Hon. Mr. Ram Sharan Mahat, Central Committee Member, Nepali Congress

“We can’t put an end to the provision of districts. There are many districts with unique personality, identity, history and ethnicity such as Manang, Mustang and Karnali prevalent for 250 years. How can we put an end to their existence? Ultimately, the issue of annexing them with a state – if can’t be solved through consensus, we should let the people from those districts decide; this is the universally accepted principle. It is the right of the people to decide where to reside to secure their future and it is their right to determine their future themselves; you can’t challenge these rights.”

 “Can we compare electoral constituencies in the mountains, where it takes 3 months to journey to an electoral constituency and in the Tarai, where it takes only 2 hours for the same?”

Hon. Mr. Madhav Kumar Nepal, Senior leader, Nepal Communist Party (United Marxist Leninist)

“In fact, if there is any discriminated community in Nepal, they would be the Dalit. It has been proven by the facts. In parliamentary election of 2047/48, somehow just one Dalit from Banke got elected. Afterwards in the election of 2051, only because they are Dalits, people defeated them. No other community has been defeated in such a way. Women are the second discriminated group. Women were underestimated and voted out […] the third (discriminated) community would be minority Janajatis, the communities with a population of less than 50000. Fourth community is the economically and socially deprived/backward. If you refer to the reality of the Nepali society, special provisions should be provided to these four categories.”

Mr. Narayan Kaji Shrestha (Prakash), Vice-president, United Nepali Communist Party (Maoist) 

“Firstly, we have been unable to explain the achievements that have been institutionalized in the Constitution. Secondly, the oppressed castes, sections and sexes who had a number of expectations from this Constitution have been left hanging and rights that had been previously agreed upon have also not been included in the document. Thirdly, there is a divide between political parties for want of power. Fourthly, there has been external influence in our internal affairs, which has created more complexity. What is the result of all this? This can also be seen in 4 major points: First, enhancement of our national sovereignty and unity is threatened and challenged. Second, political complexity and threat has increased exponentially – this is taking the nations towards violence and signaling more violence to come. Third, there is an impending humanitarian crisis, worsened by the blockade. Fourth, the country’s economy is in the doldrums and this may not be a condition limited to the present.”

 

  1. How do political party leaders view India’s role in the ongoing crisis?

Answer: India was seen as a foreign entity with a more than healthy interest in Nepal by most party leaders but they were also aware than if one’s internal political ties were weak, the powerful would obviously try and manipulate our domesticities to their advantage.

Hon. Mr. Madhav Kumar Nepal, Senior leader, Nepal Communist Party (United Marxist Leninist)

“India should not interfere in internal affairs. Blockade should be called off. We need to move ahead towards economic growth and prosperity.”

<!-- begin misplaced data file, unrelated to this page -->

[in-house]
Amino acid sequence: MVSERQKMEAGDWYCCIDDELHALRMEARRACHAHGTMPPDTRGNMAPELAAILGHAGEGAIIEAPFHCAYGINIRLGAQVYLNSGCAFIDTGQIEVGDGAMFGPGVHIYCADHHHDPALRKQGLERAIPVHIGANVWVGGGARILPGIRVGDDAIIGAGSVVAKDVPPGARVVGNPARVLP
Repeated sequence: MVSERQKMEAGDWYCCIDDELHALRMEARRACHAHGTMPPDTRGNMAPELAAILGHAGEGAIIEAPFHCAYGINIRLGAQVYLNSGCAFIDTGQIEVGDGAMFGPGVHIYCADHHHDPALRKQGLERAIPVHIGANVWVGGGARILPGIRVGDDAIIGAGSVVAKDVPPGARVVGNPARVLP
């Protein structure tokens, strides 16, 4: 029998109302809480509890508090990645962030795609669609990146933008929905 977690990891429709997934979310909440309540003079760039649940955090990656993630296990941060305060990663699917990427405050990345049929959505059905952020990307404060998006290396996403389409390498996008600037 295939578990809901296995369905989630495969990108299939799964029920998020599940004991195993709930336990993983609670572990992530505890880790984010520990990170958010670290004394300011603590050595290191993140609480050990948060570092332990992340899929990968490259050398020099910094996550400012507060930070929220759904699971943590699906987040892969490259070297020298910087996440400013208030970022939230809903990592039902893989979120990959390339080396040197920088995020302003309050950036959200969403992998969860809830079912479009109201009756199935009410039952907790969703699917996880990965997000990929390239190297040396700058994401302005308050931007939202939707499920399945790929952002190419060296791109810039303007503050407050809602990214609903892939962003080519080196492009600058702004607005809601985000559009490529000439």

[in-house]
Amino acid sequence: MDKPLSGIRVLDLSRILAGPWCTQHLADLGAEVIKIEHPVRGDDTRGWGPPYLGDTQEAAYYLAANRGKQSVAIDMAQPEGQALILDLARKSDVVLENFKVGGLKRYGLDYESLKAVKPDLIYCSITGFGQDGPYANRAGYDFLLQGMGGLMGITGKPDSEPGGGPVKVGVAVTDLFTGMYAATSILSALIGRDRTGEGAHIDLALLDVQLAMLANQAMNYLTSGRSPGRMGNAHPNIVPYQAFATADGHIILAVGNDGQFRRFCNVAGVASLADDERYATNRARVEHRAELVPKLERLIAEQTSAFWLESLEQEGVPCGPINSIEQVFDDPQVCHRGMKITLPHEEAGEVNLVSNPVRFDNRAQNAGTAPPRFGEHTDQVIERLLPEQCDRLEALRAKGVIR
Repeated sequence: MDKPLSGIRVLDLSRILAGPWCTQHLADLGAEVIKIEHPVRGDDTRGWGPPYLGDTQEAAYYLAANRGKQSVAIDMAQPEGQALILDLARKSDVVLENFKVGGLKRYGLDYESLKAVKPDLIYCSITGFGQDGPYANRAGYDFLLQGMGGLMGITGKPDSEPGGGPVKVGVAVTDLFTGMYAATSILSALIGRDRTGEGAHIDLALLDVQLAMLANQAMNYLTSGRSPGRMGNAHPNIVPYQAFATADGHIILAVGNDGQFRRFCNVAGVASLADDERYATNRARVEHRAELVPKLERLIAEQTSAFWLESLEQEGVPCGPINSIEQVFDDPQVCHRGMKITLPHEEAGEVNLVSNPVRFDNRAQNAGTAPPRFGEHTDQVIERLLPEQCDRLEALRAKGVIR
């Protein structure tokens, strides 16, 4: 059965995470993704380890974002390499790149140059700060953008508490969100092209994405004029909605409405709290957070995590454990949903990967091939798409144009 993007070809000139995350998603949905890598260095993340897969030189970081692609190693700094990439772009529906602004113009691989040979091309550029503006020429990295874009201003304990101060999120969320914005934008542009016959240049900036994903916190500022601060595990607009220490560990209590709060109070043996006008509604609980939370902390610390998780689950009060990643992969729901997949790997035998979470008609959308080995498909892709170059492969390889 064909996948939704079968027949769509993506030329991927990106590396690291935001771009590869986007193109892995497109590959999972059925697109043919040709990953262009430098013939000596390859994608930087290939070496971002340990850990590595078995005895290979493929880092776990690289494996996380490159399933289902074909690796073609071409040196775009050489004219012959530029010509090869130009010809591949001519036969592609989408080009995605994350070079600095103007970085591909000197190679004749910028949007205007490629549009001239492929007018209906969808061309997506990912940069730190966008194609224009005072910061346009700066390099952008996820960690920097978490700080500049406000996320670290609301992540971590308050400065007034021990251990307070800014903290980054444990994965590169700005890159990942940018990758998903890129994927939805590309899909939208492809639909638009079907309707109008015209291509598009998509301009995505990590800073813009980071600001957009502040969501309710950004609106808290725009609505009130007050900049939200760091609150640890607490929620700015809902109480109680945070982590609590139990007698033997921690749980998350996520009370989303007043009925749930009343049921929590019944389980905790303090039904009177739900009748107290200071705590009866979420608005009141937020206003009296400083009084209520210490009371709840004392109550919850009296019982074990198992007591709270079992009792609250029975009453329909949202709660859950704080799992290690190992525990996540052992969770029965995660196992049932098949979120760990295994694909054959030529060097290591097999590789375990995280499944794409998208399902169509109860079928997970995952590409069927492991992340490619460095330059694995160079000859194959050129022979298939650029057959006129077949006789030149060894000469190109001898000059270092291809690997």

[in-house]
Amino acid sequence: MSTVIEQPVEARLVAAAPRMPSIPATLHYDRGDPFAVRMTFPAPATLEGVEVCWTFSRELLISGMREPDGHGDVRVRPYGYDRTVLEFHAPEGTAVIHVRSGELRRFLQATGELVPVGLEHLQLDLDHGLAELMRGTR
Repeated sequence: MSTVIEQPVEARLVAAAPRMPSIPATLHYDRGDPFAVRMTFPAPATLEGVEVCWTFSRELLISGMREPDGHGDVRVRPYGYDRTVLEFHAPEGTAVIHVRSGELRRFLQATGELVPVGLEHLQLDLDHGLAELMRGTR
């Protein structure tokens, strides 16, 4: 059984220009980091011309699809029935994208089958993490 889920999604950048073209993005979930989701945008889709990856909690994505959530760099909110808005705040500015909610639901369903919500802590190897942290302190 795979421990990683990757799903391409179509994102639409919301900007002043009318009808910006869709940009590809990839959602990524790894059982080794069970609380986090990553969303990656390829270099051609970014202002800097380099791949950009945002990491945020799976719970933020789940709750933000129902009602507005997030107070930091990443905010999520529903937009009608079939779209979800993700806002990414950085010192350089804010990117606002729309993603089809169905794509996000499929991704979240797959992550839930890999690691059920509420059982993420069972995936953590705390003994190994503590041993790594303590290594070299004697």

Mr. Ashok Rai, Co-president, Sanghiya Samajbadi Forum, Nepal

“From the ideological perspective, internal disagreement is the main factor that determines external influences. If you solve such internal disputes properly, no external forces can influence you. Otherwise, there will be a situation where your neighbors will try to peek. And then will start complaining about what happens. “

Mr. Narayan Kaji Shrestha (Prakash), Vice-president, United Nepali Communist Party (Maoist)

“There has been a trend among our political parties and their weakness is that they knock foreign doors whenever there is some problem”

  1. What is the proposed solution to all that is going on by the Madheshi leaders?

Answer: The Madheshi Morcha had come up with new 11-point demands post the constitution, which in essence ask for a re-establishment of a number of clauses as stated in the Interim Constitution 2063 which apparently was more inclusive than the current law of the land. They also believe that the two amendments to the Constitution that have been registered shall not address their demands. Find a complete list of their demands above.

Hon. Mr. Laxman Lal Karna, Co-president, Sadhbhawana Party

Whatever we have asked for in the 11 point agreement is that just keep the provisions as stated in the interim constitution. Whether it is about the representation, why did they turn back from the interim constitution?”

“It (the registered amendments) can’t address this issue, that’s why we didn’t approve this constitution. There would be no problem if they addressed it earlier. It is clearly stated in the interim constitution that Madhesh will get representation on the basis of population. We agreed on this together. Why are we trying to turn back from that? We are only demanding that the clause regarding proportional inclusion be stated as it were in the interim constitution. Where does this issue about 17 clusters come from? Where is the amendment regarding that? With regard to citizenship, we are just saying that whatever provisions that have been stated in the interim constitution be reinstated. They have been blaming that we don’t read the constitution. Perhaps, they think that we don’t understand Nepali language. This constitution has been burned in Madhesh by lawyers, intellectuals and professors. Aren’t they experts; aren’t they educated?”